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J Endocrinol Invest. 2004 Dec;27(11):1003-9.

Human resistin gene polymorphism is associated with visceral obesity and fasting and oral glucose stimulated C-peptide in the Québec Family Study.

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Division of Kinesiology, Department of Social and Preventive Medicine, Faculty of Medicine, Laval University, Ste-Foy, Quebec.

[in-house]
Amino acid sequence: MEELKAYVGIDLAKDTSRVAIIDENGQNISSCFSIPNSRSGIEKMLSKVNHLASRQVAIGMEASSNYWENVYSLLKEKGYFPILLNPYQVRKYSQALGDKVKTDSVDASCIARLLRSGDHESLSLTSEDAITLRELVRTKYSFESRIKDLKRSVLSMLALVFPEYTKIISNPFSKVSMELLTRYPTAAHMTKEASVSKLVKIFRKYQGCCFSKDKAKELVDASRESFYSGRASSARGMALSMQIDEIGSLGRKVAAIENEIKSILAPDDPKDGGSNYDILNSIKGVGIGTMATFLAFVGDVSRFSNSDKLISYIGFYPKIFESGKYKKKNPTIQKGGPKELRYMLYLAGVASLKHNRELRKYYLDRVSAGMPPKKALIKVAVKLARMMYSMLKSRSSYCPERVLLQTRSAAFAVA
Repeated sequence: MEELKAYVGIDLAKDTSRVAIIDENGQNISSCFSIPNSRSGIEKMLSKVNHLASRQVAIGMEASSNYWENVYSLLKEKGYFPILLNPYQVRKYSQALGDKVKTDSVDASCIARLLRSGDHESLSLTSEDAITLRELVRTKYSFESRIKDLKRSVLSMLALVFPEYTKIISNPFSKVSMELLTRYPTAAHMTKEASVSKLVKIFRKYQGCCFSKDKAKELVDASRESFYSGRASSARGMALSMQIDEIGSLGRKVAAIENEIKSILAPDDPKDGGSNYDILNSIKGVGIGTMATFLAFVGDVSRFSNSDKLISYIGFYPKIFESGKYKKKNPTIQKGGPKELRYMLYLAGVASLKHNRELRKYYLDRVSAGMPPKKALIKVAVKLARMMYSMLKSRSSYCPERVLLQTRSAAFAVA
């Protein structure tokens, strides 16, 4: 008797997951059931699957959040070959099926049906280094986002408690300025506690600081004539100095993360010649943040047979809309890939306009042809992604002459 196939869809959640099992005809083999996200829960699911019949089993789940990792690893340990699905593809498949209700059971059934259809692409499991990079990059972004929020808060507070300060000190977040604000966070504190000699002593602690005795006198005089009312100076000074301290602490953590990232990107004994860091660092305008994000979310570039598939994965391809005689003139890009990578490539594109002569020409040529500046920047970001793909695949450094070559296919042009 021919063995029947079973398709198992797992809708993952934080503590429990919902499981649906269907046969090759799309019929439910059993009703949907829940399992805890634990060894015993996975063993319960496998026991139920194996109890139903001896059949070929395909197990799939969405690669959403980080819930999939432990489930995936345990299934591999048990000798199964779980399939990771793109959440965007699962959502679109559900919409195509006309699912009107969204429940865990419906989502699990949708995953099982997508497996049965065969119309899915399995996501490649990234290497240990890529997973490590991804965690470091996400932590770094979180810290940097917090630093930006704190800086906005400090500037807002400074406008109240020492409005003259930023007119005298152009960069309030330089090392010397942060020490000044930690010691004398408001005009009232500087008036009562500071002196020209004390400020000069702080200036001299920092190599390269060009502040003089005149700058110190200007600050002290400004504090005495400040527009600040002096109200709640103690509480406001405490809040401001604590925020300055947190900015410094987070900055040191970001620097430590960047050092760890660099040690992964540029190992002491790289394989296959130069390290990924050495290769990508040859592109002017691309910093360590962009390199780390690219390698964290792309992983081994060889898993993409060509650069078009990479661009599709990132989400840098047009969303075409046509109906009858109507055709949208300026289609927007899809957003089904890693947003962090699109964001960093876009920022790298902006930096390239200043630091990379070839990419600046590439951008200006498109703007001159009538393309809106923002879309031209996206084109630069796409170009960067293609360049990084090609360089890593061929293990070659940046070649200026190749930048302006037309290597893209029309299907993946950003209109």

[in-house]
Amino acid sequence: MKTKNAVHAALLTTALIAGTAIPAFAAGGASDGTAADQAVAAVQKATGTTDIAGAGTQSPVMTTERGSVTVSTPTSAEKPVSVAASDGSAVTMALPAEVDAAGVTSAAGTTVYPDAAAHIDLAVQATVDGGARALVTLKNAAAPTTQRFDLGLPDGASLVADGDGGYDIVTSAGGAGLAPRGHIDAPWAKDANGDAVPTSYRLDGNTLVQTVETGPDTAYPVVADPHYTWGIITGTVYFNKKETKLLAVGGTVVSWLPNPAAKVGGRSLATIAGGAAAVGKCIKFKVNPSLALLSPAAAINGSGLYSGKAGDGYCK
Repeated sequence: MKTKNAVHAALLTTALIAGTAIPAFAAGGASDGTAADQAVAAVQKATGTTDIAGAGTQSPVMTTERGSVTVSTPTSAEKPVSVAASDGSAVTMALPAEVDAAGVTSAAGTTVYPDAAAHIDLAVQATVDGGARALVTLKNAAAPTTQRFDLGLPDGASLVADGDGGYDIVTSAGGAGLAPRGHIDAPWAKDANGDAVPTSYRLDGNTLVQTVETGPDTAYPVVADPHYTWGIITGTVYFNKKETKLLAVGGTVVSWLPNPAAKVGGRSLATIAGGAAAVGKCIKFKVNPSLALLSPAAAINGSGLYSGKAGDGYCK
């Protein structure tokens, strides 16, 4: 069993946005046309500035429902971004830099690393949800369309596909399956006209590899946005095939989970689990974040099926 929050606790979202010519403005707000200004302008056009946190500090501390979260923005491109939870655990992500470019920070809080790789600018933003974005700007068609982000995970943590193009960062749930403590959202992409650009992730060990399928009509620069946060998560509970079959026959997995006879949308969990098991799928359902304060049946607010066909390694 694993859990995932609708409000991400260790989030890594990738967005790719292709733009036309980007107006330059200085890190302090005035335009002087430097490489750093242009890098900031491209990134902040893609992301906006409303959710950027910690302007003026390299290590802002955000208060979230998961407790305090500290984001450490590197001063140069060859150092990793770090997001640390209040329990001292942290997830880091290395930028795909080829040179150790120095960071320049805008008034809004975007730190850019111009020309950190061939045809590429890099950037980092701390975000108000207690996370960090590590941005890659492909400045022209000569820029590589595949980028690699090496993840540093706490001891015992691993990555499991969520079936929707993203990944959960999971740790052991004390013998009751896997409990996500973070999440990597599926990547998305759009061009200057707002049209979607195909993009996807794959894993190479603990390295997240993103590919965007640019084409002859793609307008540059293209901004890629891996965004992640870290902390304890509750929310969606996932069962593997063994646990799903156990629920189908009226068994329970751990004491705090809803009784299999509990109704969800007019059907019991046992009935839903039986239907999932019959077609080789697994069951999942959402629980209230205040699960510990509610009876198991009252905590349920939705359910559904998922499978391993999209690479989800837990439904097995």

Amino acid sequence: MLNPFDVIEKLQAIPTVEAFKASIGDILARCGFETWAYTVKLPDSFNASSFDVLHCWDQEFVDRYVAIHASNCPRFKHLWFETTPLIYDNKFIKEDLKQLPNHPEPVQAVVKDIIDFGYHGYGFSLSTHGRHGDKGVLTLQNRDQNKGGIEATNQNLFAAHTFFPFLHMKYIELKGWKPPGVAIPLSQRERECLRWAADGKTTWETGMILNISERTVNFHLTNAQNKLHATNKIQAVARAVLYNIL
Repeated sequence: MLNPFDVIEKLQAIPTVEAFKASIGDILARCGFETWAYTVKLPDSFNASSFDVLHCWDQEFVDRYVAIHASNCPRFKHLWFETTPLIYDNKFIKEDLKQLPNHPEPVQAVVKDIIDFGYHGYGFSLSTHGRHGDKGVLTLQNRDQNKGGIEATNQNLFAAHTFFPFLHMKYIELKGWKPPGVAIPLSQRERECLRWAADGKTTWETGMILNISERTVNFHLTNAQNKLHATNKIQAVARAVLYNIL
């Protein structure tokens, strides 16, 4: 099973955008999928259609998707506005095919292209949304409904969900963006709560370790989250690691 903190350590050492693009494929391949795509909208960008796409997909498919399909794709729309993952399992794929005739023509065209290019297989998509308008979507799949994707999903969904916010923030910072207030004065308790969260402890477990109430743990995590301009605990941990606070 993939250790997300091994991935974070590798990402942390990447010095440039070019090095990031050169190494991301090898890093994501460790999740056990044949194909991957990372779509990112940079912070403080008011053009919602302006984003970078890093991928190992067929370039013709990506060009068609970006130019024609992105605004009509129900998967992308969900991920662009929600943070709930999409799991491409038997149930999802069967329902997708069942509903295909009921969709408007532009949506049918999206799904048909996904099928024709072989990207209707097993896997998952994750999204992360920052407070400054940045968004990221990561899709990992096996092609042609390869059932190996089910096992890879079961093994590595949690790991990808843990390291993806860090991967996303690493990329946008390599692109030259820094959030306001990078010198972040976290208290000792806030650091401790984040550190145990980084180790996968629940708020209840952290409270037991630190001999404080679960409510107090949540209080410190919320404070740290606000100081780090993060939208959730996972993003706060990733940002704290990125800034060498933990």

Obesity and insulin resistance are common features of Type 2 Diabetes. A new protein called resistin has been shown to be secreted by adipocytes in mice and to influence insulin sensitivity. The goal of the present study was to investigate the associations between one polymorphism (g-420C>G) of the human resistin gene and phenotypes related to adiposity and glucose metabolism. We genotyped 725 (including 42 diabetics) adult subjects participating in the Quebec Family Study (QFS) by a minisequencing method. Forty-two were diabetic subjects. Phenotypes measured were: body mass index (BMI) and waist circumference (WC), % body fat (PFAT) and fat mass (FM) assessed by under water weighing, abdominal total, subcutaneous and visceral fat assessed by computed tomography and fasting plasma glucose, insulin and C-peptide and their responses to an oral glucose tolerance test (OGTT). Comparisons between genotypes were performed in non-diabetic men (no.=280) and women (no.=403) separately by analyses of covariance (ANCOVA). Among men, g-420 G homozygotes had less visceral fat (p < 0.05), lower levels of acute insulin responses to an OGTT and lower levels of C-peptide in a fasting state and in responses to an OGTT than carriers of the C allele (p < 0.01). These associations were independent of age and adiposity but were not observed in women. These results suggest that in men, the human resistin gene is associated with reduced amount of visceral obesity and lower insulin secretory responses to a glucose load.

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